Hello Humans! I am delighted to be reviewing one of my most anticipated reads for 2018 Spinning Silver. Naomi Novik’s novel Uprooted is one of my all-time favourite reads, I could re-read it forever and not get bored. I was delighted that there was to be another fairytale style book from this author and I was utterly thrilled to get to read it in advance of publication. What follows are, I hope, coherent thoughts, though I may start blithering in excitement at times, I can only apologise.
Miryem is the daughter and granddaughter of moneylenders… but her father isn’t a very good one. Free to lend and reluctant to collect, he has loaned out most of his wife’s dowry and left the family on the edge of poverty–until Miryem steps in. Hardening her heart against her fellow villagers’ pleas, she sets out to collect what is owed–and finds herself more than up to the task. When her grandfather loans her a pouch of silver pennies, she brings it back full of gold.
But having the reputation of being able to change silver to gold can be more trouble than it’s worth–especially when her fate becomes tangled with the cold creatures that haunt the wood, and whose king has learned of her reputation and wants to exploit it for reasons Miryem cannot understand.
Content warning: Domestic abuse (violent, not sexual), antisemitism.
This book is different from Uprooted in many ways, they both share a basis in a fairytale setting, but Spinning Silver is much more of a retelling, where Uprooted felt like an original Fairytale (at least to me). While this is very much inspired by Rumplestiltskin as opposed to being a strict retelling, there are some incredibly clever choices as to how to incorporate aspects of the original tale in a way that makes sense for this story. I think the most obvious example of this is the idea of turning things into Gold, instead of being a magical power (at least to begin with) this is the idea that Miryem, one of the protagonists, is an excellent investor, she turns silver into gold through making a profit. The way this is told within the story not only ties in with the original Rumplestiltskin story but also gives the female character in that story more power, Miryem proves herself to be a strong woman, this isn’t just a magic that she happens to have, nor is it a lie told by her father to marry her off as in the original story. It is the little details like this that are truly enchanting and make this my favourite kind of retelling.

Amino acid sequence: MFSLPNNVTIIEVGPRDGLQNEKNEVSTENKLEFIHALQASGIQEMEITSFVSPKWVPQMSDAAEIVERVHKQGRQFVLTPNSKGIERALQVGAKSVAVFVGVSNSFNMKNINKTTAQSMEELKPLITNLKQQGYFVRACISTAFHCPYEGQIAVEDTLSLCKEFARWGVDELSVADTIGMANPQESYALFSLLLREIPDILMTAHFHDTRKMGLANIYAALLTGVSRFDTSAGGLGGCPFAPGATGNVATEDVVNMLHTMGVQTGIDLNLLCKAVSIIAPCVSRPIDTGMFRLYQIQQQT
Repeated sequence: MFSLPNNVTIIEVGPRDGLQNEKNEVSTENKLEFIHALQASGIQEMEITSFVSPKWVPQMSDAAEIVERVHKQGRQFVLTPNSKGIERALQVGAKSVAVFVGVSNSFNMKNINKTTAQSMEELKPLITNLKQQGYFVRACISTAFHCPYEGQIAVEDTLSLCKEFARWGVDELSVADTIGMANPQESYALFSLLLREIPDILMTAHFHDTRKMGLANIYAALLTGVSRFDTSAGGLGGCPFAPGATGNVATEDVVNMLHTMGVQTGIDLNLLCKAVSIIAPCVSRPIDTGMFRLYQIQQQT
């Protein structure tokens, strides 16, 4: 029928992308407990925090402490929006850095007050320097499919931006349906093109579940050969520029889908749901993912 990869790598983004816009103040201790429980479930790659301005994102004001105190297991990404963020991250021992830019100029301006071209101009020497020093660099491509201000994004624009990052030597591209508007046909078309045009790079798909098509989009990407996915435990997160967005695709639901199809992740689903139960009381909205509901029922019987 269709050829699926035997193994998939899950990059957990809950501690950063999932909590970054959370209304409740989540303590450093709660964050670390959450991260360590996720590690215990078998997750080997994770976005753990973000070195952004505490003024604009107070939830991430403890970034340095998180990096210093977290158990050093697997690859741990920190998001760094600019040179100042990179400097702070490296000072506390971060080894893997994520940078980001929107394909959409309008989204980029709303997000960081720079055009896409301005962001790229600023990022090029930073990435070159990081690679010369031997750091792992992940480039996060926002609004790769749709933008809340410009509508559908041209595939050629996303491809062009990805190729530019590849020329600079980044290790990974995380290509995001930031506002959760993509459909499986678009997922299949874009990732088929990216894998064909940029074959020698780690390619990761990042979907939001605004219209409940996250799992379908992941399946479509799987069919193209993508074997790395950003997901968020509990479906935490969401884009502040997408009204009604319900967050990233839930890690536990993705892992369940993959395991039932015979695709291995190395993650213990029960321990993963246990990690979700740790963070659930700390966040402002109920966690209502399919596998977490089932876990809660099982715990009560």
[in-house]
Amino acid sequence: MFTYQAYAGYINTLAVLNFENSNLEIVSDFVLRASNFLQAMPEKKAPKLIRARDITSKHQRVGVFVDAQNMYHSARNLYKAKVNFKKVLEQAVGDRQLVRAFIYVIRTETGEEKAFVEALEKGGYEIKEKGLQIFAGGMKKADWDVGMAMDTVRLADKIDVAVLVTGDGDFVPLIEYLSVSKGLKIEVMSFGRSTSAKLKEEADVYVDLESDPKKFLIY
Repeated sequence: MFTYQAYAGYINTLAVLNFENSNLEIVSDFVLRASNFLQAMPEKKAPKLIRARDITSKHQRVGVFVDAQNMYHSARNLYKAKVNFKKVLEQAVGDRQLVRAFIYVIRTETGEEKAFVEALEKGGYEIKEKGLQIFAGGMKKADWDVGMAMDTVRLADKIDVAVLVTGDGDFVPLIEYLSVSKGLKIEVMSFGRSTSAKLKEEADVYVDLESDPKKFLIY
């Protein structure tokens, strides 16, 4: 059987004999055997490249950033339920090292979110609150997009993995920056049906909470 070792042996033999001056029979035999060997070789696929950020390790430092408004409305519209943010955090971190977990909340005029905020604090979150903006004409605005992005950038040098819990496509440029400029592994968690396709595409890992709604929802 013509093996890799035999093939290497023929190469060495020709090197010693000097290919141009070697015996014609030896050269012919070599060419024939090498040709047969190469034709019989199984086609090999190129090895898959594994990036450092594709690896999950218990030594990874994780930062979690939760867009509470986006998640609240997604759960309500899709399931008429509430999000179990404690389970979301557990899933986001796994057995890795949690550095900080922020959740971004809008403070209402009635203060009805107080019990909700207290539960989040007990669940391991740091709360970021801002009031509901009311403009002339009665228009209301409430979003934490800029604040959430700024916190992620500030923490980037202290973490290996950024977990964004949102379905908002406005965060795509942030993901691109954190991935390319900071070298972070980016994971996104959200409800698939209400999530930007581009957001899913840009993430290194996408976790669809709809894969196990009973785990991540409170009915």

This book uses multiple POV to tell the story. At the start, I assumed this book would be dual POV as you only get the perspective of Miryem and Wanda, the character you are following being designated by a small image at the start of that section. However, as this story progresses more and more perspectives are brought in to round out the story and to follow the different strands of plot that begin to unravel. This could have been such a mess and could have felt a very unbalanced story but in actual fact, it works really well. There are some characters whose perspective just isn’t important or relevant until later in the book and to have them there from the very beginning would have been pointless. I thought the voices of each character were distinct and that their motivations, their strengths and weaknesses were clear without being mind-numbingly obvious. The one character whose voice annoyed me somewhat was Wanda’s younger brother, but I think that is a matter of personal preference, I don’t particularly enjoy reading children’s perspectives where they just seem to ask a million questions, though I’m sure that’s quite realistic (I don’t spend a lot of time with children).
The plot of this story is quite complex, though not unnecessarily so, I thought it was a good example of setting up multiple potential threats and then subverting the reader’s expectations. I do think that the set up is a little slow, though that could have been my interpretation due to reading this book in smaller sections rather than in one go as I normally would. Similarly to Uprooted, the last one hundred pages or so are where this story really comes alive and everything starts to make sense. This makes for a hugely satisfying conclusion to a book, as you finally work out what all those clues left along the way were adding up to, but it does mean there are moments before the end where you feel a little stuck. I wouldn’t be surprised if quite a few people found the beginning to much to get through, but I urge you to keep going until the end, in my opinion, it is worth it.
I thought it was very interesting that Novik chose to write a book with characters that practice the Jewish faith. I had never been aware of the antisemitism in the Rumplestiltskin fairytale before (privilege check) but this book brought that out into the open. I cannot speak to whether this is a good representation of this religion but the author does have Lithuanian Jewish ancestry so it is at least in part own voices. If you know of any own voices reviews of this book do please link them below I would be interested to read them. If I find any I will link them here.
I am so glad I read this book. Though it wasn’t as easy a read as Uprooted it did put a smile on my face. I think this is a very clever retelling that draws together a lot of different ideas to a wonderful conclusion. I would urge anyone who is on the fence about reading this to grab themselves a copy upon release and get to reading!
My rating: 4/5 stars (more like 4.75 honestly).
I received a digital advanced review copy of this book from the publisher via NetGalley in exchange for an honest review. All opinions are my own.
What say you? Are you excited for Spinning Silver? Let me know in the comments below!